For the last 45 years, Julio has bestowed upon the world hundreds of paintings that not only tell a fantastical tale suggesting where he's been and what he's seen , but they also explore a rather exotic aspect of the human subconscious. As viewers of art, we are used to existing as casual spectators. Julio's paintings put us in a refreshing position where we are compelled to evaluate and almost decode what is being portrayed. Pronounced rays of light and crisp shadows suggest not only solidity and placement, but the presence of something unseen, something pleasantly mysterious. This investigation gives us the privilege of integrating our own creativity with Julio's postmodern worlds. His Cuban background is reflected in the sturdy brushstrokes and bold colors which come together, along with surreal versions of reality to form these masterpieces. Hung between familiarity of form and mythical environments, viewers should expect to visit a place where no single detail is obsolete. It is almost as if the work of Julio Larraz is not only pleasurable in the sense of aesthetics, but also emits beautiful optimism and positive mischief. We as observers are welcomed to take this universe of floating row boats, faceless women, curious islands and build our own plot to the story each work has started.
The message of my work is always to spark a dialogue with yourself. There is no focus or goal. These paintings are made because I was compelled to, but the meaning, you create for yourself."
Julio's process is simple. He wakes up early every morning and paints until night. Since the subjects are fabrications of his mind, Julio rarely needs to leave his studio. For him, the days are not long enough in this life that he gleefully calls a dream. Sometimes work comes together quickly; an idea will materialize without the need of alterations and become his new piece. Other times, it takes 46 years to absolutely finish a piece.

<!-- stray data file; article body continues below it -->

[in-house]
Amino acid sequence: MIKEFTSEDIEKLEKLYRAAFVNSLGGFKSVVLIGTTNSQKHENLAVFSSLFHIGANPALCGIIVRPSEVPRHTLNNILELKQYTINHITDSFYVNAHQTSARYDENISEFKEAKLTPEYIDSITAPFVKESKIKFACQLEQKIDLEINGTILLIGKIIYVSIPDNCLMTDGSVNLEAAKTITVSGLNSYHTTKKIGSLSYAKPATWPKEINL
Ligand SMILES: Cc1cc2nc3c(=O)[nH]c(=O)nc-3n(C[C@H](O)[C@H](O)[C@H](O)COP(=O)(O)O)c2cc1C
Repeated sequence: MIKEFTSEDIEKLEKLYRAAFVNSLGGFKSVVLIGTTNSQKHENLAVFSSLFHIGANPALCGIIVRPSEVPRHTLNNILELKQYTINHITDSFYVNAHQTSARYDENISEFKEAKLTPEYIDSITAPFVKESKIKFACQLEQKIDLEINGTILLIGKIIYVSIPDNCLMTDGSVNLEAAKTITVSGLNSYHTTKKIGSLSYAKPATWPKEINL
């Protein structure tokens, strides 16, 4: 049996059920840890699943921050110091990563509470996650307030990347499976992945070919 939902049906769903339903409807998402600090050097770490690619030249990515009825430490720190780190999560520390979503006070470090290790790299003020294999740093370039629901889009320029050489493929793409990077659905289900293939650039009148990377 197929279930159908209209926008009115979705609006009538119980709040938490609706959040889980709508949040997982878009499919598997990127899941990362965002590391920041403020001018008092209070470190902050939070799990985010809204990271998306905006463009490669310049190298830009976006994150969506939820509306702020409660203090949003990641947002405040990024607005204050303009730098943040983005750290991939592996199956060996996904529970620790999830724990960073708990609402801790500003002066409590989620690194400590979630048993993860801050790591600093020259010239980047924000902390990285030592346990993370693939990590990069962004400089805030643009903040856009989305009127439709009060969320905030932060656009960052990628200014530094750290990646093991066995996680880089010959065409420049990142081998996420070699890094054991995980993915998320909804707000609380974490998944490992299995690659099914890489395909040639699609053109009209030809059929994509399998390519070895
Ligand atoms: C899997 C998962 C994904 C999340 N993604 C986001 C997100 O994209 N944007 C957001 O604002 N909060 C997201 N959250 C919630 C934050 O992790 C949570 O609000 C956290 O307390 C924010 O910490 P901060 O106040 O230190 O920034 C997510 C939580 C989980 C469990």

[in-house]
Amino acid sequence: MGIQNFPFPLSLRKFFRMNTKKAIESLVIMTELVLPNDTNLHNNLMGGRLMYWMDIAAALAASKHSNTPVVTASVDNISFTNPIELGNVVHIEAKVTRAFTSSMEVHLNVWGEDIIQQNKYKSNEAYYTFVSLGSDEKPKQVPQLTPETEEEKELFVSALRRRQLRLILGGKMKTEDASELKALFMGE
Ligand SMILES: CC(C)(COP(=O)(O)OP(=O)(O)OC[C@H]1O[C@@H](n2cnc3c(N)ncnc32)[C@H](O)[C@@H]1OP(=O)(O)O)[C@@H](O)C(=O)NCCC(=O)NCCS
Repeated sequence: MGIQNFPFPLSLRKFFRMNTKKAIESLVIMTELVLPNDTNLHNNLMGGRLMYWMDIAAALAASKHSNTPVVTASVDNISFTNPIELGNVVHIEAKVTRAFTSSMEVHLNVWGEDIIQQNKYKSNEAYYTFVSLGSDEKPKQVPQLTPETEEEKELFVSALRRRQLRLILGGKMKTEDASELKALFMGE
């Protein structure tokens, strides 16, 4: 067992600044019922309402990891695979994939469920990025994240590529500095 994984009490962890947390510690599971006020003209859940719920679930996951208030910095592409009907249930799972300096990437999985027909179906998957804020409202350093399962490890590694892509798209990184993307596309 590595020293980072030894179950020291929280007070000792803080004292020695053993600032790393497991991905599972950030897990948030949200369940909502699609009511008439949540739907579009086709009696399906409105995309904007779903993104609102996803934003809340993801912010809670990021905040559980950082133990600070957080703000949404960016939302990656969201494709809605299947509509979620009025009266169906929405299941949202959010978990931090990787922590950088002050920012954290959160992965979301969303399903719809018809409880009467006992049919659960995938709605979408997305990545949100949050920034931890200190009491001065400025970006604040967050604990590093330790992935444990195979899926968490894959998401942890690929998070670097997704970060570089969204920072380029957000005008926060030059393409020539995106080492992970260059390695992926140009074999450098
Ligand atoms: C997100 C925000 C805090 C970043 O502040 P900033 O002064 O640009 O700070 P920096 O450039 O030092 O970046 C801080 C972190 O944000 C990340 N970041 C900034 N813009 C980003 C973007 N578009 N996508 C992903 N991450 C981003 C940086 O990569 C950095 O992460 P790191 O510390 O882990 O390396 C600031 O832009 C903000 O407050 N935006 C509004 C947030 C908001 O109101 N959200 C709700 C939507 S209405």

I revisited a drawing that I started in 1964, which fascinated me. I did about ten to twenty variations, which I sold because none fit. I still remember drawing it and thinking 'THIS!' when I knew it was right. It's called Nimrod; a biblical name of a king supplanting himself as a God. It took me 45 years to get the painting I wanted. Sometimes it takes a long time to produce a piece, but it is always enjoyable.
And although Julio regards himself as a painter, and not an artist, many would beg to differ. He has had numerous solo exhibitions such as "Rules of Engagement" Contini Art UK, London, "Two Hundred Years in Power" Galeria Arteconsult in Panama City, "Omaggio Julio Larraz" Contini Galleria D'Arte in Venice, Italy, "Coming Home," Ascaso Gallery in Miami, amongst many more. His work has also earned him many prestigious awards, in particular, the 2011 Gold Medal Award from Casita Maria, Center for the arts and education in New York and Grant from The American Academy of Arts and Letters.
From October 15 to November 14 2015, Julio's work will be exhibited for all to see in the Ameringer McEnery Yohe Gallery in New York City. To keep up with Julio, visit his website www.juliolarraz.com
Small life lessons from Julio Larraz:
In life, you have got to find something so precious and important to you that you never look at the clock again. Time melts away. Hang on to every image. Inspiration is a collection of everything you've ever done. It is all grease to the meal. Appreciate your place. As an artist, I feel happy knowing that I am not going to change the art world. The most important thing is to realize that if what you leave is just a little mark on the wall of life, it is enough. Just a little note, a little drop of gravity. Most importantly, hope that someone who deserved it can gain or learn something from what you produced.
By Samantha Matcovsky